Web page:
My favorite villian is Grant Morrison, The Writer from The Suicide Squad.   His super power was writing, and he wore a laptop strapped to his chest.  Whatever he wrote on this laptop became reality – essentially he wrote his own future. 

While The Writer was defeated in the end by a fatal case of writer’s block, in regular life we seldom have a deadline looming over us quite so viciously.  Every writer, however, has the power to write their future.

Writers have a carte blanche in society.  They can move in circles that would otherwise be closed to them, and only because they wield the power of the pen.  A few well placed words can make or break a hero, give a voice to the oppressed and set the past in stone.  As propaganda writing can lend super villian powers to the ill intended.  At it’s best, a writer can lift the spirits of the world.

Unfortuneately, we can’t simply write that we are successful and have it be so.  Many talented people let their passion grow stagnant because they are waiting for the perfect time to start.  They say when they get a better computer, or get an amazing idea, or their own little work nook… then they can start.  Their talent and desire festers inside them, and no matter what they do, they can never quite feel fulfilled.

The other thing that is true of writers is that they need an audience.  I know that many reading this will shake their heads at this point, and mutter to themselves that they do it “for art’s sake”.  If that were so, save a forest and just keep your thoughts inside.  For everyone else, I want to see you set the world on fire with words.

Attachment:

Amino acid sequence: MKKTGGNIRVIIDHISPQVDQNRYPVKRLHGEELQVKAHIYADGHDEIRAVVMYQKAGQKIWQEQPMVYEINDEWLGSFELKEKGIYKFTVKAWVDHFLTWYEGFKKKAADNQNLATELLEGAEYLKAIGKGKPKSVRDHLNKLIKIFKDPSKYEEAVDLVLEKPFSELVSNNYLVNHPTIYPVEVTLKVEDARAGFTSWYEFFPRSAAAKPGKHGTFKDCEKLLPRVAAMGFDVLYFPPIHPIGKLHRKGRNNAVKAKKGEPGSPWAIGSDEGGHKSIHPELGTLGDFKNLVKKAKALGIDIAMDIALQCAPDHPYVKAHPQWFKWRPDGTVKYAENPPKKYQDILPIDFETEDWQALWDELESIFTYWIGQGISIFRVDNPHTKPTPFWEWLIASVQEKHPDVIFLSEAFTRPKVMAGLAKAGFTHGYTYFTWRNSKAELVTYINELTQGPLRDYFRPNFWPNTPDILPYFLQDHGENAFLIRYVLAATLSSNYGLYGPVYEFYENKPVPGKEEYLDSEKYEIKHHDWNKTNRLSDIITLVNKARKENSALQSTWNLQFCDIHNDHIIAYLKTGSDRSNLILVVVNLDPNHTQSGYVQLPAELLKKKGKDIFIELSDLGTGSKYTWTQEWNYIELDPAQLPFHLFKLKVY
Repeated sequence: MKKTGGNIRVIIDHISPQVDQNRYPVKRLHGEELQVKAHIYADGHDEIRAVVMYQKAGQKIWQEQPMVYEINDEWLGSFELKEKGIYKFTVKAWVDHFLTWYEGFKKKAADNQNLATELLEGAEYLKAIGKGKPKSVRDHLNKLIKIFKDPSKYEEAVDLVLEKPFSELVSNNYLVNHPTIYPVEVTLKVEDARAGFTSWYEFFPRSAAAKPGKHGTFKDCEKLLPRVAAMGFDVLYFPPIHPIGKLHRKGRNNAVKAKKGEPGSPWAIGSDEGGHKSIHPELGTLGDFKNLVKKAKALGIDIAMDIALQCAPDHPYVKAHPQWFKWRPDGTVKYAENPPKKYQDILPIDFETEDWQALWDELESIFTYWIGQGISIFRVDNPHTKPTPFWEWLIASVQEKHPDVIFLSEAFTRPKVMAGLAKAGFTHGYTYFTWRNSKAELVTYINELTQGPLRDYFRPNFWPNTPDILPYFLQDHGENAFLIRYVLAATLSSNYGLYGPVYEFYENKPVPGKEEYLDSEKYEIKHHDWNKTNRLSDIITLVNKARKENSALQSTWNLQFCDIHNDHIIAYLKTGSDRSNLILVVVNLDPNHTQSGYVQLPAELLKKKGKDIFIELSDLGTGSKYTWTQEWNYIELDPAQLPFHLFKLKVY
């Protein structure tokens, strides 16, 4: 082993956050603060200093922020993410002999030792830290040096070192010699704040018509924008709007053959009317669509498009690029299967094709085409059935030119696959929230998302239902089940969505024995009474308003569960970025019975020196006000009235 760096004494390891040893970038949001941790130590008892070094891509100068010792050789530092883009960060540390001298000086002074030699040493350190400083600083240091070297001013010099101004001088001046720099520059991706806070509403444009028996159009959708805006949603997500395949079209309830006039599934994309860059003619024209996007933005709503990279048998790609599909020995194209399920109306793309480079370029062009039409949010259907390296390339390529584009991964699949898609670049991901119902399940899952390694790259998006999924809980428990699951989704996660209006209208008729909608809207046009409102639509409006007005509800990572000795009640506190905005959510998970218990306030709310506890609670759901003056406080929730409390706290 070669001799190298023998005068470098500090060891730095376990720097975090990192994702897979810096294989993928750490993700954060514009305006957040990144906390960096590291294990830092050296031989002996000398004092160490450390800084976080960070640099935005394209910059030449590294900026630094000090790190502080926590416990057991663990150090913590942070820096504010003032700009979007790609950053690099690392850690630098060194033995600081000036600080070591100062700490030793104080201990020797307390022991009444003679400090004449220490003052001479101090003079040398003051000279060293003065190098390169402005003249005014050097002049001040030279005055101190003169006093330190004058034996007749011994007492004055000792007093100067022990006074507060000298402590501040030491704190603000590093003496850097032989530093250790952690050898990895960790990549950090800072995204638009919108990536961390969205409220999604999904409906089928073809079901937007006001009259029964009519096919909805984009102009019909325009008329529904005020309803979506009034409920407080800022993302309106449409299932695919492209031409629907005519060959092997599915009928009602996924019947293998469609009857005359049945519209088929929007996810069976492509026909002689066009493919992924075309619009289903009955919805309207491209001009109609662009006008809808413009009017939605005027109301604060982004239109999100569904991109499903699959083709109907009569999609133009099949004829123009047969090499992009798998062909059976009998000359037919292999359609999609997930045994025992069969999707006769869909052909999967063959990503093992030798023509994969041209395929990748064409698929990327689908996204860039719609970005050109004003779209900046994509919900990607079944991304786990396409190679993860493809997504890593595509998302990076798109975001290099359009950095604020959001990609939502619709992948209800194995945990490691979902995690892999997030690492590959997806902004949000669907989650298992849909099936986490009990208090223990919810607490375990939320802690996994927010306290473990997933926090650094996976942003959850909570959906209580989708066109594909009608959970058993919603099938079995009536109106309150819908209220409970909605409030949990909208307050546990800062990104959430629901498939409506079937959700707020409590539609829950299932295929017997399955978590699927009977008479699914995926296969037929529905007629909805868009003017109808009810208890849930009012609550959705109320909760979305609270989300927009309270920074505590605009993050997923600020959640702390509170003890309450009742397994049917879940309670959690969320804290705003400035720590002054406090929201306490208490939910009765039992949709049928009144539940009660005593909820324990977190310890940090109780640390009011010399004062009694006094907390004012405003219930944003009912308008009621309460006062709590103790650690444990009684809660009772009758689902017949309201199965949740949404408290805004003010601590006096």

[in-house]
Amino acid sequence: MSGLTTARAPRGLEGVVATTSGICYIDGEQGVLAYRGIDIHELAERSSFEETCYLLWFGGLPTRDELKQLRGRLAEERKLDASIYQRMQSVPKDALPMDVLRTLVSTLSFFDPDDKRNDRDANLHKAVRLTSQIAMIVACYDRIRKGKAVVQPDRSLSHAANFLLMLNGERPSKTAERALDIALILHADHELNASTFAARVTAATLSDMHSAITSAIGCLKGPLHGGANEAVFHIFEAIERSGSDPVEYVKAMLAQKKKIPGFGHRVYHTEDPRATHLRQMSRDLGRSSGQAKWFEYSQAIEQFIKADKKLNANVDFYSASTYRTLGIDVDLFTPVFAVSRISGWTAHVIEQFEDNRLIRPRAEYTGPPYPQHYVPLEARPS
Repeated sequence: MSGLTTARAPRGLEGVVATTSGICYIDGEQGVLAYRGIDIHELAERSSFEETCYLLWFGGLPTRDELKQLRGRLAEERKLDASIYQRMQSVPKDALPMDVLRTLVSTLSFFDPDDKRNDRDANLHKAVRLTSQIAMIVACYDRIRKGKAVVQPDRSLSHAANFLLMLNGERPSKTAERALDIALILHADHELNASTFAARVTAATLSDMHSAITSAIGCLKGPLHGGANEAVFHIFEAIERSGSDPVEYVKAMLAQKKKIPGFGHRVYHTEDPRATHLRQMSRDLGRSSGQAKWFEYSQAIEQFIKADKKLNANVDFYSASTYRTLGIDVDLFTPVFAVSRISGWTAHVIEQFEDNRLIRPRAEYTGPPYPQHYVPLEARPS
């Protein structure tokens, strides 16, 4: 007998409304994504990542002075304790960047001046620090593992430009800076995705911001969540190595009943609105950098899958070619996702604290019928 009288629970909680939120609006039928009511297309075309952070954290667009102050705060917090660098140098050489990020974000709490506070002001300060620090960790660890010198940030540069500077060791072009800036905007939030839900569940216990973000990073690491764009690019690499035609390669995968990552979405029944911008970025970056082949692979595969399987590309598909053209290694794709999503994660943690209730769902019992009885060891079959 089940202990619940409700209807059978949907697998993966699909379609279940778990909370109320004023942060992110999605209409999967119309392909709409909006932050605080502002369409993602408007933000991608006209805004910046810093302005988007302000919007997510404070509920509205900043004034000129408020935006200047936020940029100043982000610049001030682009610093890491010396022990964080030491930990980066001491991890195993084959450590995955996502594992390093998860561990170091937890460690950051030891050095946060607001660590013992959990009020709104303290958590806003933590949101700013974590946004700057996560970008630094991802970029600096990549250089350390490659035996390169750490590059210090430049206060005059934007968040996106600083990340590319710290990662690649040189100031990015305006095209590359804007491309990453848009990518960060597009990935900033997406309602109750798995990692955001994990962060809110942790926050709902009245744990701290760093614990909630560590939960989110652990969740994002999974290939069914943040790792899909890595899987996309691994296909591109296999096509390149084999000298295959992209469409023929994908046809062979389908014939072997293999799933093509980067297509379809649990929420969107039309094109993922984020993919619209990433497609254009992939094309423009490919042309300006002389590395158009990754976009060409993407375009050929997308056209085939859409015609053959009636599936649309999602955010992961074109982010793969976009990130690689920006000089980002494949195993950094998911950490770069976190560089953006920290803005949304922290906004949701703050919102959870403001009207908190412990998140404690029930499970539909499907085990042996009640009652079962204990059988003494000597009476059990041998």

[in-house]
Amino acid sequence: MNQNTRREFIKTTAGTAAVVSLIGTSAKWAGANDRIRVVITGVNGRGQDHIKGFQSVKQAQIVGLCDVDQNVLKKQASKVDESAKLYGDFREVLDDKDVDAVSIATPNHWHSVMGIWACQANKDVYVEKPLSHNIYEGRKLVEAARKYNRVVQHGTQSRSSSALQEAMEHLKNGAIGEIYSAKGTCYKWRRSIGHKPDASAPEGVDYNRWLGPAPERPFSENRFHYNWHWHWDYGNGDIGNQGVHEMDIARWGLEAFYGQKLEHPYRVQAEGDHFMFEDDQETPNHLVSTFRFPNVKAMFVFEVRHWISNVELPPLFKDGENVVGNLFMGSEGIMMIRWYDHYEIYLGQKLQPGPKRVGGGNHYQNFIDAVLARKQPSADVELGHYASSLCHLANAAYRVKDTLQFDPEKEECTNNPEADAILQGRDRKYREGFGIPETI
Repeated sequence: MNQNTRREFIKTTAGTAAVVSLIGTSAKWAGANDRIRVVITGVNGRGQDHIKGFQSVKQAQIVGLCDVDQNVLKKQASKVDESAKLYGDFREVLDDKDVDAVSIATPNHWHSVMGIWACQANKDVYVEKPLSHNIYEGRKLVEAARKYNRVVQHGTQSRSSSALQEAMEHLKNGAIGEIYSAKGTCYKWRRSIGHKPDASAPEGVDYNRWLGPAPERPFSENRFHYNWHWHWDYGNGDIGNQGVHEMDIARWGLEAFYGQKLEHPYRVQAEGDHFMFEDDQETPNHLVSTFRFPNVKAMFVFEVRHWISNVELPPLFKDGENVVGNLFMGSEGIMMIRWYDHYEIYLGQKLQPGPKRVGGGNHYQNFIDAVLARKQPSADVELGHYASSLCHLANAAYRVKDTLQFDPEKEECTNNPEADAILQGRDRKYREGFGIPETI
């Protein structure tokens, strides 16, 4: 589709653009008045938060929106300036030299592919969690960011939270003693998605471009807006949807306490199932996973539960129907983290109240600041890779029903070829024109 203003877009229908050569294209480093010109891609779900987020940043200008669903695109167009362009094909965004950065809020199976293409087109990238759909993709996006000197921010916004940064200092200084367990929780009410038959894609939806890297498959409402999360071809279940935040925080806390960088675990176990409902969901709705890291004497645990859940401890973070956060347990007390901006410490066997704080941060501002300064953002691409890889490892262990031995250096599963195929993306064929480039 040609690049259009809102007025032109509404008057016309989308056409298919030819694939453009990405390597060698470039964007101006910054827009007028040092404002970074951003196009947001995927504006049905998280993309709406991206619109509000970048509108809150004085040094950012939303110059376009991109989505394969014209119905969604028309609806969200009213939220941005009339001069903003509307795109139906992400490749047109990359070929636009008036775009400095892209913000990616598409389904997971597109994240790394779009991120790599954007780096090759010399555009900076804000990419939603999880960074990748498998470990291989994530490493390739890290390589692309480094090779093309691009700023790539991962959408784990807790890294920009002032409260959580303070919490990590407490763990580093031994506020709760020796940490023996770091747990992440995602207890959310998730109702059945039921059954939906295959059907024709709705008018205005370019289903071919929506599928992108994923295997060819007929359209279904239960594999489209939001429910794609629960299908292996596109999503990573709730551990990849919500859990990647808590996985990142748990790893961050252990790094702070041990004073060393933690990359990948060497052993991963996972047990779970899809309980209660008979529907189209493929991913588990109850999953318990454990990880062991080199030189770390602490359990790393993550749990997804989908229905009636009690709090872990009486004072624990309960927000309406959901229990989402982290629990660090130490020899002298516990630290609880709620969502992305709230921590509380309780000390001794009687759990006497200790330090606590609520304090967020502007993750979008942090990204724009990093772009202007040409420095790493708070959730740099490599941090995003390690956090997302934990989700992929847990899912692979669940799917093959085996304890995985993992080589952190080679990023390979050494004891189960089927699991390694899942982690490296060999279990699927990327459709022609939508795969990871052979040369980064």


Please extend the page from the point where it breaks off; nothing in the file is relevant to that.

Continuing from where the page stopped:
The wonderful thing about literature is that there can never be too much.  There will always be room for new perspective, new thoughts, and new words.  The time to do it is now, as soon as you finish reading this.  I started out writing with no degree, with no writer’s nook and no special equipment.  Here’s how I made it.

Step one:  Do (almost) anything for a byline.  Unlike models, no one is going to see you sitting in a coffee shop and discover you.  A writer with no writing can’t get paid.  In the beginning, you need to show your talents off anywhere you can.  Look in the publisher information of every small magazine and local paper you can get your hands on.  They are usually looking for material and are glad to publish new writers.  This is your ticket to getting noticed, and having real work to show prospective editors.  You probably won’t make much, if anything, but getting your byline out there is worth it.

Don’t forget that your signature on every letter and email you write is just as important as your official published byline.  Never miss a chance to send a compliment to the editors about a story or writer they’ve recently published.  Everyone loves to have their work noticed.  I once landed a $1500 a month position writing all because I took the time to write a letter to the editor complimenting him on his great publication.  Empty flattery is worth little, but a well written and honest compliment is always welcome, and your signature is as good as a byline.